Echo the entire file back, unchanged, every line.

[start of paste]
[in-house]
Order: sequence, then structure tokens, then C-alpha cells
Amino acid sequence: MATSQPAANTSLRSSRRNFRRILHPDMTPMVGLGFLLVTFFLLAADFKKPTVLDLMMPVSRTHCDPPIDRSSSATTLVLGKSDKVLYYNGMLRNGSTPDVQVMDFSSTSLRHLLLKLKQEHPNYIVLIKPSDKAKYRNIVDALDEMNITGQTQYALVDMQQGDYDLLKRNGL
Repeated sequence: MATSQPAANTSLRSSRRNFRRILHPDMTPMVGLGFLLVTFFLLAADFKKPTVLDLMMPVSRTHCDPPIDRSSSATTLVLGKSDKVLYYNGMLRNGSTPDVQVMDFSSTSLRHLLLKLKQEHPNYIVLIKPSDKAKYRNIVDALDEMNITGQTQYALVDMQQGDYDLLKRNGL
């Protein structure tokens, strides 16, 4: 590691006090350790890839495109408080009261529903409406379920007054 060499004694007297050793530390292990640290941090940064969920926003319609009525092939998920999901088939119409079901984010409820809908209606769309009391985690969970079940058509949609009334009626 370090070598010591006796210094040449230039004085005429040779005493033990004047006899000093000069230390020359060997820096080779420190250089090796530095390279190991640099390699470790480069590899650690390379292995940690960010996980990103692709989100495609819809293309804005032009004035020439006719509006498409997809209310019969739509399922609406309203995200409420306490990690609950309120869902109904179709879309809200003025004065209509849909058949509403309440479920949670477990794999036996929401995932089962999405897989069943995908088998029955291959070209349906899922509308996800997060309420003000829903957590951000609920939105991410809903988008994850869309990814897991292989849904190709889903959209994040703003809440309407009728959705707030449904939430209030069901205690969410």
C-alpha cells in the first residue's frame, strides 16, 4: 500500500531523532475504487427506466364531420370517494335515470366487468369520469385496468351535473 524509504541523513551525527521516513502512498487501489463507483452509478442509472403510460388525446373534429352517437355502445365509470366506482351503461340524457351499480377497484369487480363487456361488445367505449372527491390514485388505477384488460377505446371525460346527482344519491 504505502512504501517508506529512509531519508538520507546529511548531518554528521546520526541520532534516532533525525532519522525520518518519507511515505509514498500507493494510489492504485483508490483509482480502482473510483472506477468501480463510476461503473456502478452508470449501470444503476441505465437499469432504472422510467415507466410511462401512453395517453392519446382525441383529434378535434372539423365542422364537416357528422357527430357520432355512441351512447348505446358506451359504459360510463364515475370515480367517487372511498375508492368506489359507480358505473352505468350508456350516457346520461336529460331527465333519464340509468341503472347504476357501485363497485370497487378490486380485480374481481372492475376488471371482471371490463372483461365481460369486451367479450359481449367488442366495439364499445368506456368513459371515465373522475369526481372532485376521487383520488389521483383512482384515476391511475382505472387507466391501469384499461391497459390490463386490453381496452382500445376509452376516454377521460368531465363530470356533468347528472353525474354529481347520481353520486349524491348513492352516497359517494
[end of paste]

[in-house]
Order: sequence, then structure tokens, then C-alpha cells
Amino acid sequence: MATSQPAANTSLRSSRRNFRRILHPDMTPMVGLGFLLVTFFLLAADFKKPTVLDLMMPVSRTHCDPPIDRSSSATTLVLGKSDKVLYYNGMLRNGSTPDVQVMDFSSTSLRHLLLKLKQEHPNYIVLIKPSDKAKYRNIVDALDEMNITGQTQYALVDMQQGDYDLLKRNGL
Repeated sequence: MATSQPAANTSLRSSRRNFRRILHPDMTPMVGLGFLLVTFFLLAADFKKPTVLDLMMPVSRTHCDPPIDRSSSATTLVLGKSDKVLYYNGMLRNGSTPDVQVMDFSSTSLRHLLLKLKQEHPNYIVLIKPSDKAKYRNIVDALDEMNITGQTQYALVDMQQGDYDLLKRNGL
């Protein structure tokens, strides 16, 4: 590691006090350790890839495109408080009261529903409406379920007054 060499004694007297050793530390292990640290941090940064969920926003319609009525092939998920999901088939119409079901984010409820809908209606769309009391985690969970079940058509949609009334009626 370090070598010591006796210094040449230039004085005429040779005493033990004047006899000093000069230390020359060997820096080779420190250089090796530095390279190991640099390699470790480069590899650690390379292995940690960010996980990103692709989100495609819809293309804005032009004035020439006719509006498409997809209310019969739509399922609406309203995200409420306490990690609950309120869902109904179709879309809200003025004065209509849909058949509403309440479920949670477990794999036996929401995932089962999405897989069943995908088998029955291959070209349906899922509308996800997060309420003000829903957590951000609920939105991410809903988008994850869309990814897991292989849904190709889903959209994040703003809440309407009728959705707030449904939430209030069901205690969410």
C-alpha cells in the first residue's frame, strides 16, 4: 500500500531523532475504487427506466364531420370517494335515470366487468369520469385496468351535473 524509504541523513551525527521516513502512498487501489463507483452509478442509472403510460388525446373534429352517437355502445365509470366506482351503461340524457351499480377497484369487480363487456361488445367505449372527491390514485388505477384488460377505446371525460346527482344519491 504505502512504501517508506529512509531519508538520507546529511548531518554528521546520526541520532534516532533525525532519522525520518518519507511515505509514498500507493494510489492504485483508490483509482480502482473510483472506477468501480463510476461503473456502478452508470449501470444503476441505465437499469432504472422510467415507466410511462401512453395517453392519446382525441383529434378535434372539423365542422364537416357528422357527430357520432355512441351512447348505446358506451359504459360510463364515475370515480367517487372511498375508492368506489359507480358505473352505468350508456350516457346520461336529460331527465333519464340509468341503472347504476357501485363497485370497487378490486380485480374481481372492475376488471371482471371490463372483461365481460369486451367479450359481449367488442366495439364499445368506456368513459371515465373522475369526481372532485376521487383520488389521483383512482384515476391511475382505472387507466391501469384499461391497459390490463386490453381496452382500445376509452376516454377521460368531465363530470356533468347528472353525474354529481347520481353520486349524491348513492352516497359517494